“That wall saved me,” she said. 

Bejarano helmed the local San Francisco Civic Symphony before founding the San Francisco Philharmonic in 2020, with a stretch in between teaching music at schools like Alta Vista Elementary and the University High School of San Francisco. When one of her music students drew her as a superhero—as a conductor, she had the power to make ballerinas dance—it reignited Bejarano’s musical dreams. 

A person with long dark hair and glasses is seated, wearing a red shirt and blue jeans. They have visible tattoos on both forearms and are holding a conductor’s baton.
As a conductor, Bejarano is determined to bring a more inclusive approach to orchestral music. | Source: Benjamin Fanjoy for The Standard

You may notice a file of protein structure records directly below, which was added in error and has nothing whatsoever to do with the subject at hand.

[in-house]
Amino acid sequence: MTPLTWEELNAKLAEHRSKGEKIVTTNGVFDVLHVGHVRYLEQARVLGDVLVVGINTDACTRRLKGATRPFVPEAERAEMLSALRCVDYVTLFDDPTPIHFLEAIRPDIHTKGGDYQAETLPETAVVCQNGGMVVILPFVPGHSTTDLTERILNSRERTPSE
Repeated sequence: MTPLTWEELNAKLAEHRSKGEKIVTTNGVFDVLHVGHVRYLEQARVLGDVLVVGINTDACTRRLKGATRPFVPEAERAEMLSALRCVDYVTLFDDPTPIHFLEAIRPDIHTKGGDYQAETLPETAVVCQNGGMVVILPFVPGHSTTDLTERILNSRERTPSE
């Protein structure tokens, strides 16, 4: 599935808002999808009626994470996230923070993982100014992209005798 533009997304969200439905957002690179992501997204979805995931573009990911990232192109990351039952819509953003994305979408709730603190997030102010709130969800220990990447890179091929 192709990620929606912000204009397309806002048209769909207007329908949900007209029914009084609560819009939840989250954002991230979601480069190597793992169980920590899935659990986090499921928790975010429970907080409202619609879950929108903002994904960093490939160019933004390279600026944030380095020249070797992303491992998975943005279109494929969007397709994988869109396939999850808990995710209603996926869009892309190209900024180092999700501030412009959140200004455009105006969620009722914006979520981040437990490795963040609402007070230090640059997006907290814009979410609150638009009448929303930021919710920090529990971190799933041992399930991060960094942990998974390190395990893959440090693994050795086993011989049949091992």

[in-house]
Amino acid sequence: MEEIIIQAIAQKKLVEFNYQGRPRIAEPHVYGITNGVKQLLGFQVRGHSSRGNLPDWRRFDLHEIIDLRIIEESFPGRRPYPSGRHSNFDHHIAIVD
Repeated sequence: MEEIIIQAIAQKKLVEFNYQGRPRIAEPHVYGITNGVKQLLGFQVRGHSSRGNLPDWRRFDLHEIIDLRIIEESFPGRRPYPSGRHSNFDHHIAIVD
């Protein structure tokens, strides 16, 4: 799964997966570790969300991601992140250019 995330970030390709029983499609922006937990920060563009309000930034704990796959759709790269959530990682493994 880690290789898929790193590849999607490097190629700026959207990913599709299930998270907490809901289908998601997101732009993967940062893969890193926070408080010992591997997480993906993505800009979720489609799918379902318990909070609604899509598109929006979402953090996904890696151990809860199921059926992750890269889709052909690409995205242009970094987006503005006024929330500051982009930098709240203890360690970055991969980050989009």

She went on to conduct orchestras in Russia, Italy, Venezuela and Los Altos, finally getting the chance to create the kind of symphony she always wanted to see, the San Francisco Philharmonic. She organized the first board meeting in 2019 and the group had its first performance in 2020. 

Bejarano’s experience in educating children has sparked a vision for her next big endeavor—creating a youth philharmonic, driven by the need to encourage kids who might otherwise not see a string-filled future as a possibility. 

“It feels good to be here,” Bejarano said, looking around at her rehearsal space in the San Francisco Girls Chorus building. “At a place where their mission is empowering young women.”